2014 NFL combine: Derek Carr not running from brother's NFL struggles

Derek Carr threw for over 5,000 yards in his final year at Fresno State.(USATSI)
Derek Carr threw for over 5,000 yards in his final year at Fresno State. (USATSI)

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INDIANAPOLIS -- Fresno State quarterback Derek Carr knows why his NFL prospects are better than his brother David's.

"There are no expansion teams," Carr joked to the media from an NFL combine podium Friday about David, the Texans' No. 1 overall pick in 2002.

This was a lighthearted way for Carr to address comparisons to his brother, which might be more exhausting than Carr lets on. For the next four months, Carr will embrace the man he idolized growing up while creating his own identity in front of NFL teams.

Carr isn't running from the tarnished NFL past of David, who was a backup for more than half of his 11-year career and wears his single-season-sack record of 76 like an oversized suit coat (Houston's awful offensive line deserves blame).

Derek might as well wear that coat, too. While other prospects hire quarterback gurus and train at five-star facilities, Carr is working out with his brother in their native Bakersfield, Calif. They even share the same agent, Tim Younger.

"Just having David is such an advantage," said Derek, 22. "I've been getting ready for this moment since I was 3."

But make no mistake, David's perceived bust as an NFL quarterback plays a role in Derek's NFL audition.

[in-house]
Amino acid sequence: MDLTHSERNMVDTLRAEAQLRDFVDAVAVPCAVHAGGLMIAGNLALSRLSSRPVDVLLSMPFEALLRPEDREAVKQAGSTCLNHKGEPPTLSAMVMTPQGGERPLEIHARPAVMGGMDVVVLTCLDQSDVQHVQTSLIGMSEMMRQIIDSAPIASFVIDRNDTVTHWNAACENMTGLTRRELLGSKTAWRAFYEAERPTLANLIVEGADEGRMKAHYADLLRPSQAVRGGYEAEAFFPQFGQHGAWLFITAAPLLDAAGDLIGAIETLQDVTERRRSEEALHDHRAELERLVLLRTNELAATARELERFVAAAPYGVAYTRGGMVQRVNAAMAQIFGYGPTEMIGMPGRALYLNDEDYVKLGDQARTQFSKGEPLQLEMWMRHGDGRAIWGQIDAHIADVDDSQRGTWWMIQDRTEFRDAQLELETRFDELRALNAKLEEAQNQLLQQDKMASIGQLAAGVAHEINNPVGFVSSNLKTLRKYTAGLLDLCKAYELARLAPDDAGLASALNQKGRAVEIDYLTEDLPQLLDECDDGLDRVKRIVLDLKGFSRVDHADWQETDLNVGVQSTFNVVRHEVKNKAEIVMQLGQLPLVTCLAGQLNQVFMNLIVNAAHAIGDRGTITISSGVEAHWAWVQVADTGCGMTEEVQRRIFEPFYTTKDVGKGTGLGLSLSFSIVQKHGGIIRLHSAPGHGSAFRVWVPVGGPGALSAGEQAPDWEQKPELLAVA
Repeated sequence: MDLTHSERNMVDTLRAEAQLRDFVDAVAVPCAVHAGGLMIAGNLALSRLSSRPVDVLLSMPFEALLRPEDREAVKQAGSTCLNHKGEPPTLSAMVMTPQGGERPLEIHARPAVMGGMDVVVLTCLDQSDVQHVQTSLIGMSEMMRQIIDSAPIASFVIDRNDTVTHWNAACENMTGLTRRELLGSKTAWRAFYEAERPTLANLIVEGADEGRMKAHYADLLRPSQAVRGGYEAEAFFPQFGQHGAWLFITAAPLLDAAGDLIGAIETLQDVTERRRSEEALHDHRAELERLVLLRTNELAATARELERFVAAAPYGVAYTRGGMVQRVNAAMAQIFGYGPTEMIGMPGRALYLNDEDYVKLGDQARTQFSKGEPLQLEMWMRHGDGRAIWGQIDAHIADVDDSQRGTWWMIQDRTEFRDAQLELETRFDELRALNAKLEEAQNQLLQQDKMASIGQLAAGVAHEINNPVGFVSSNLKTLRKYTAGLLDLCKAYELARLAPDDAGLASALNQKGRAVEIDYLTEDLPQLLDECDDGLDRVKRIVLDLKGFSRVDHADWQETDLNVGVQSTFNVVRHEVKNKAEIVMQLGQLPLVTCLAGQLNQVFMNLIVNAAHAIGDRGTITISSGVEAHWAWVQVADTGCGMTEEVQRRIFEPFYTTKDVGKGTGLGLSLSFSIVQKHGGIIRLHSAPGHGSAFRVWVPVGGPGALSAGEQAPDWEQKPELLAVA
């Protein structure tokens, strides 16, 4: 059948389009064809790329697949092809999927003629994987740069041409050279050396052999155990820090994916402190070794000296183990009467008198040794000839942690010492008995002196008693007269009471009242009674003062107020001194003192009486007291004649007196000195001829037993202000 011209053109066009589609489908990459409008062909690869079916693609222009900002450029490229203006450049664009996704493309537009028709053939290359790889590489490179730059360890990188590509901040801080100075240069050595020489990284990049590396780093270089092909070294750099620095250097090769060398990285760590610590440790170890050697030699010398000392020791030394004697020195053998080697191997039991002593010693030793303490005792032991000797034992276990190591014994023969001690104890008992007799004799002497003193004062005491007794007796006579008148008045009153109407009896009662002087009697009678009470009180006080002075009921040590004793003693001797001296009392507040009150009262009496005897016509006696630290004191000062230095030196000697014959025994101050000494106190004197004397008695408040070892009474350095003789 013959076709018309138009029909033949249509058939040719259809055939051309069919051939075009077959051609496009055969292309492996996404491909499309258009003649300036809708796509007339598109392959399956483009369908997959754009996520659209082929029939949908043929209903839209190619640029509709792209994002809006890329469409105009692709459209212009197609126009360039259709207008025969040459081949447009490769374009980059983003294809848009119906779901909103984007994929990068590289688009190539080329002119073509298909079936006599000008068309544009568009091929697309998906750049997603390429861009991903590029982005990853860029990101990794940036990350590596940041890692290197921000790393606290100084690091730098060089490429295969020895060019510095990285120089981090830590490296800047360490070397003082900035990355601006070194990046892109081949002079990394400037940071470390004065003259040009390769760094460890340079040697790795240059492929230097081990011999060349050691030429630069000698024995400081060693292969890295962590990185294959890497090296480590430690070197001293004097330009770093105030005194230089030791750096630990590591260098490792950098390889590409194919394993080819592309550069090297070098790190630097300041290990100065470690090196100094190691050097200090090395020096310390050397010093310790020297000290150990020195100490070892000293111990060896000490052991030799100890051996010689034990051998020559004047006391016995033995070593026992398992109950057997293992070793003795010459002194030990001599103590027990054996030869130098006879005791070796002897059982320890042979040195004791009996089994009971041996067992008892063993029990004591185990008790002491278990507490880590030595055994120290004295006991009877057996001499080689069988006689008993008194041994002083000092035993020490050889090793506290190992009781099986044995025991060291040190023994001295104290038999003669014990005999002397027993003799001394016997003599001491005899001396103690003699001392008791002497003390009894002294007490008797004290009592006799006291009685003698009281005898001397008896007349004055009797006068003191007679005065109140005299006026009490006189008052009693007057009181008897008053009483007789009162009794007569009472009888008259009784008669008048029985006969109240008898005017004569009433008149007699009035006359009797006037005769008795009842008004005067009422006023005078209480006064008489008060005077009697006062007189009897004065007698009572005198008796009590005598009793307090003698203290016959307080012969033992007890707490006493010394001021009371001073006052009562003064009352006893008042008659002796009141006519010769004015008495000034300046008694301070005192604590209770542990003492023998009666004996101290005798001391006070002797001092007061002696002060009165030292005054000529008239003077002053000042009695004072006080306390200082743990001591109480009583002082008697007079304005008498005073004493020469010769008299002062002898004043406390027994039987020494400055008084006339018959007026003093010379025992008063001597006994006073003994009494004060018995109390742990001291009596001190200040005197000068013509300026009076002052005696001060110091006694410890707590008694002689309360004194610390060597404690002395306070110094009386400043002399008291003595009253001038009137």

Not that teams will hold David's past against Derek, but Fresno State offensive coordinator Dave Schramm did find it interesting that every NFL scout visiting Fresno this season asked him about Derek and David.

Teams don't want to invest a first- or second-round pick in Carr if they think he won't surpass his brother's credentials -- one season with more than 3,000 yards.

Scouts weren't the only ones to ask Schramm about David. Derek did, too. Last year, he sought guidance about following his brother at Fresno, where David led the Bulldogs to a top-10 national ranking.

Be your own man, Schramm told him.

"You can't chase your brother's ghost," Schramm recalled telling him. "You need to be the best Derek Carr you can be."

He can be.

Try 5,082 passing yards, 50 touchdowns, a Mountain West title and completing nearly 70 percent of his passes despite 50 pass attempts per week. The only subpar game Carr had last season came at the worst possible time -- a 216-yard performance against against USC in the Las Vegas Bowl.

The gaudy stats, coupled with a strong Senior Bowl performance, have vaulted Carr into the top-five conversation for quarterbacks.

Derek's merits stand alone, but Derek still gets questions from NFL teams this week about how he and David are different or similar.

Derek says his personality is more loose and fun, but in many ways, they are the same guy. Both got married in their early 20s. Both are around 6-3, similar weight (David’s listed 212, Derek at 218). Both have strong arms. Both love to break down game video.

And both experienced heartache from David's struggles in Houston. Derek was entering his teenage years when he watched his brother get blasted to the turf.

Maybe David wasn't an All-Pro, but "he went No. 1 for a reason," Carr said. In little bro's eyes, David could have done more with a stronger supporting cast.

"You're going to get praised a lot, you're going to get criticized a lot -- ignore both, because neither matters," Derek recalled as the best advice his brother gave him during the draft process.

Derek followed his brother to Fresno, so he'll follow his advice now.

That doesn't mean he won't surpass David Carr's NFL career.

"He's not going to live in someone's shadow," said Fresno State wide receiver Davante Adams, who caught more than 100 passes from Carr this season. "He’ll try to one-up (David's career)."

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